The last general property of humor we will discuss is comprehension difficulty. A role for comprehension difficulty in humor is discussed in Wyer & Collins 1992, which points out that according to a number of studies, perceived humor increases as comprehension difficulty increases, then decreases as it becomes even more difficult. Wyer & Collins make this a central tenet of their theory of humor (Proposition 7). Their treatment, closely following Apter (1982), has some similarities to the present one. They describe humor as involving a reinterpretation where the importance or value of something is diminished (that is, the evaluation shifts from good to less good, important to unimportant, etc.). This may be viewed as similar to the present theory, in that a diminishment in value is implied when something normal is reinterpreted as a moral violation. However, the diminishment claim translates in the present theory to the view that order matters, and that the V interpretation must come second, a point argued to be false in the above discussion, Order. Further, Wyer & Collins exclude from the domain of humor those cases where subjects don't perceive (and verbally report) their humorous responses as amusement. Infant laughter and amusement that isn't admitted to by subjects are not considered instances of humor, for example - another prima facie weakness not shared by the present theory.
The role of comprehension difficulty in Wyer & Collins' treatment may be re-expressed in terms of the present theory under certain restricted conditions. At the far end of the difficulty scale, difficulty in identifying one of the N & V interpretations must have some effect on the timing of events in the mind, and this may violate the simultaneity condition of the present theory. Only while the first interpretation remains in the mind does the arrival of the second in the mind result in humor. But if finding the second interpretation is difficult, then the first interpretation may leave the focus of attention before the second is discovered. And if the second interpretation is impossible to find, then obviously this would absolutely interfere with humor appreciation. At the closer end of the comprehension-difficulty spectrum, a joke may be described as too easy to laugh at just when the first interpretation isn't sufficiently convincing, just as a repetition of a joke often elicits less of a response because the end is known at the beginning.12 If the first interpretation isn't kept in the mind, such as when the second comes to dominate the interpretation in such cases, humor cannot be elicited, according to the present theory.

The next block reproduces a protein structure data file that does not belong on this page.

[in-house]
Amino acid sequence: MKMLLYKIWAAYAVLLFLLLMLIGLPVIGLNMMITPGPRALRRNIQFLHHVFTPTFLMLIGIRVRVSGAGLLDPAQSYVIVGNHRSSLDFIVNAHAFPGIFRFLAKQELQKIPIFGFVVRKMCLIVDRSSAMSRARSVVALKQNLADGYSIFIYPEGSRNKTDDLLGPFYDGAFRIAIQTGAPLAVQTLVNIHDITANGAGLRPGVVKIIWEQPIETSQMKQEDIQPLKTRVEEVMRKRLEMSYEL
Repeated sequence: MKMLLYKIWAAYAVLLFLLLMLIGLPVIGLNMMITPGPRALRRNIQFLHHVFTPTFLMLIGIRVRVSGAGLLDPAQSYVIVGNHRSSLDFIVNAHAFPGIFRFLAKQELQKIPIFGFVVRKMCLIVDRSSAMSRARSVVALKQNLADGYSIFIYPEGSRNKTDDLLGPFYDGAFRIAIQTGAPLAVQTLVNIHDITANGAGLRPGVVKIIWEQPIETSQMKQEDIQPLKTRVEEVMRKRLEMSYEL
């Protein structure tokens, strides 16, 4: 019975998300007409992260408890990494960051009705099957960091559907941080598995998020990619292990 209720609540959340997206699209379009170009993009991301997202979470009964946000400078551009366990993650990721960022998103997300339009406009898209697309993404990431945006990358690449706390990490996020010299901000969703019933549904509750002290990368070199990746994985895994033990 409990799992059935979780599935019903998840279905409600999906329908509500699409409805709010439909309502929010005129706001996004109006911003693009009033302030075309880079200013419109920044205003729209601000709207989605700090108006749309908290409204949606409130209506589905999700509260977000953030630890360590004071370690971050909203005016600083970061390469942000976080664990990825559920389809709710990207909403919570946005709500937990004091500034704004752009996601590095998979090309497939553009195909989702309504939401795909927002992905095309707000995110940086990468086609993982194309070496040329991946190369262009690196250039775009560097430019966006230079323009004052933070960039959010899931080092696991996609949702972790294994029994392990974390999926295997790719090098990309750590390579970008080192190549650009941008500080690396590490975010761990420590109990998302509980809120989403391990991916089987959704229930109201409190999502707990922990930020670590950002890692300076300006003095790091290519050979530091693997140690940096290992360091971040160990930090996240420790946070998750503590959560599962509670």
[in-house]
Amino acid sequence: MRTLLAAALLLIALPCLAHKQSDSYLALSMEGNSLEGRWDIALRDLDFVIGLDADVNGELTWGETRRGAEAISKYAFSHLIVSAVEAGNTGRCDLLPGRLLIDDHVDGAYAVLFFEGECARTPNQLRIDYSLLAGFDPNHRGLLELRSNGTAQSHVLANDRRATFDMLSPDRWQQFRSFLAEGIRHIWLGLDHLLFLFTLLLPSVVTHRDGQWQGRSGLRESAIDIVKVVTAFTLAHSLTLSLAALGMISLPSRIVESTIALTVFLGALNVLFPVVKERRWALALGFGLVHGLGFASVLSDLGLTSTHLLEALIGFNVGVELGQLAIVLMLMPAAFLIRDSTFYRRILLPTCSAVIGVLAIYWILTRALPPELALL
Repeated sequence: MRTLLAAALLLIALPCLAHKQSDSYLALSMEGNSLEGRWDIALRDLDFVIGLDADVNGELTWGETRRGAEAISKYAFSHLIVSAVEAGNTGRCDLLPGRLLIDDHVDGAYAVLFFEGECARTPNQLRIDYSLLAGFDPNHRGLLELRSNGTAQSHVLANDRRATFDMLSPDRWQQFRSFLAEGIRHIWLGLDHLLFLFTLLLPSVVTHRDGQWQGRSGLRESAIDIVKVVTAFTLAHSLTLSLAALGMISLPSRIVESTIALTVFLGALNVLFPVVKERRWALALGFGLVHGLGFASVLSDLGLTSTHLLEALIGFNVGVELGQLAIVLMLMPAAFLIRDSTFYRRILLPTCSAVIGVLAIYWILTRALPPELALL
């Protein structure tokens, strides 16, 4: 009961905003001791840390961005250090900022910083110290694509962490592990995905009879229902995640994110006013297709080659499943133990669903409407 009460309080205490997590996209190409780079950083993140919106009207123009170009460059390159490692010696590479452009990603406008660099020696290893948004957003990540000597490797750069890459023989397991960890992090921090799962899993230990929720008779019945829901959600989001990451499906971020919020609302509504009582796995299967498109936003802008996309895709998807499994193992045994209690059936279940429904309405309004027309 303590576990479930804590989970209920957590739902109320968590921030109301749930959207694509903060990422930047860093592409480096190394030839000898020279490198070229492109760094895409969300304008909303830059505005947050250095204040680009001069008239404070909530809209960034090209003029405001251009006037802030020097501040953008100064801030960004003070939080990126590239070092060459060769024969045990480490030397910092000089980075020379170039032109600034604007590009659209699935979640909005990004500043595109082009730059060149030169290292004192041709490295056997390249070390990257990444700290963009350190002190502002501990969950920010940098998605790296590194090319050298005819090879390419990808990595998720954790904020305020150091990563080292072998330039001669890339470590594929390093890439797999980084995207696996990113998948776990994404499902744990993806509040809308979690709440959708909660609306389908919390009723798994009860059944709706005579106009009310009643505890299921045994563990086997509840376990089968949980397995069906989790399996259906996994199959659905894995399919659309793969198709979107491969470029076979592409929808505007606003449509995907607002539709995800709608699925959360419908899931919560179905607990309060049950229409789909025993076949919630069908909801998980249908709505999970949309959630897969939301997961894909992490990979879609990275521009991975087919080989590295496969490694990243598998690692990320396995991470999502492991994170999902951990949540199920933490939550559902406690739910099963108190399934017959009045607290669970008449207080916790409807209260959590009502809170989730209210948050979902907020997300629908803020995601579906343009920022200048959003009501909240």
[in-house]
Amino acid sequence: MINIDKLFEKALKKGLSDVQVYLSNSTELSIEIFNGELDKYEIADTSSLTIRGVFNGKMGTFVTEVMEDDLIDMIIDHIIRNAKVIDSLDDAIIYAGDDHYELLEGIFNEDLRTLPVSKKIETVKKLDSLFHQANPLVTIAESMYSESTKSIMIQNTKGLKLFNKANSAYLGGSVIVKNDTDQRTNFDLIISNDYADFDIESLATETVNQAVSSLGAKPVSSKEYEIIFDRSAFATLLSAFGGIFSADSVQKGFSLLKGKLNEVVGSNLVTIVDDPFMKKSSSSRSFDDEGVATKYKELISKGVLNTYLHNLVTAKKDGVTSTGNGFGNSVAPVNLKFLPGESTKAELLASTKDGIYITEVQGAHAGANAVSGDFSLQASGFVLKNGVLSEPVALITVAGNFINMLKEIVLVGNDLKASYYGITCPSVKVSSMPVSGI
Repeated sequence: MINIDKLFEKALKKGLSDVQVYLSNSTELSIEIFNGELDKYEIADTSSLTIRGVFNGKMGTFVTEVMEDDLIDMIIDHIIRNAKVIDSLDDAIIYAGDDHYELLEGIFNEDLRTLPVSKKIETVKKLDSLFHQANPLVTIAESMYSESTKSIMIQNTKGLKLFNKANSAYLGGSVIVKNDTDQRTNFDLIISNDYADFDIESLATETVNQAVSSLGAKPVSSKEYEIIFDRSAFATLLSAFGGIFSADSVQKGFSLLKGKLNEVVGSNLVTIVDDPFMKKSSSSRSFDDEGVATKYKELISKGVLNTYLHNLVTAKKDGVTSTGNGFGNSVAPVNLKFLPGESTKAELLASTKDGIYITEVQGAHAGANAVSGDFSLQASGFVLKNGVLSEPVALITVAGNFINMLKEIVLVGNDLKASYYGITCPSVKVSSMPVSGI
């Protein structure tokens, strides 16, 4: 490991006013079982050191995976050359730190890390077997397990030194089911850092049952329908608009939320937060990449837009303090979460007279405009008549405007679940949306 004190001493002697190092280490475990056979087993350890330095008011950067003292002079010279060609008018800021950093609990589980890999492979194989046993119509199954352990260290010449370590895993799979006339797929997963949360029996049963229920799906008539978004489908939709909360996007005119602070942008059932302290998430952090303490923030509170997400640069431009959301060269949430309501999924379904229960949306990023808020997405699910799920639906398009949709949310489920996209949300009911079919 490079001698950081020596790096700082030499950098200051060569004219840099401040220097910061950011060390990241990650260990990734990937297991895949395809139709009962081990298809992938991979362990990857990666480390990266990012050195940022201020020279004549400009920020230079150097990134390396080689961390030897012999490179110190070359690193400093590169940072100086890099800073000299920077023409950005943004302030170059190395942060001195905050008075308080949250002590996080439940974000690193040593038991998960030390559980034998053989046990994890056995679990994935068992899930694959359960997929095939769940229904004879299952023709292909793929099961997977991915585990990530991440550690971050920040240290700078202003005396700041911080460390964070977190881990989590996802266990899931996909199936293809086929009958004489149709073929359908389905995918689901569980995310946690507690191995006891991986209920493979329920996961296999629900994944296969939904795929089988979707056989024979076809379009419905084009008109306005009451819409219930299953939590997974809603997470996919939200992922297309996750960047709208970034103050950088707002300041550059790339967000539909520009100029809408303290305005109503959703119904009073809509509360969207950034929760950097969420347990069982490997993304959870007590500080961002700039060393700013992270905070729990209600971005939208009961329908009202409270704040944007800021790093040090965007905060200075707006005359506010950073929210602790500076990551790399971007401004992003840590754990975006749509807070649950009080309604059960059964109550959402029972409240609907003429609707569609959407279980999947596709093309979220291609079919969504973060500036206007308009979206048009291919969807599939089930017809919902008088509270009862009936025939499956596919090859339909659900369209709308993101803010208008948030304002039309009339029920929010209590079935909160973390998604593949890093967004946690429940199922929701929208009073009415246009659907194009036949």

Thus, instead of postulating the effect of comprehension difficulty on humor appreciation as an axiom, as do Wyer & Collins (1992), the effect may be derived as an indirect consequence of the present theory, in the context of the timing of mental events in processing of increasing difficulty.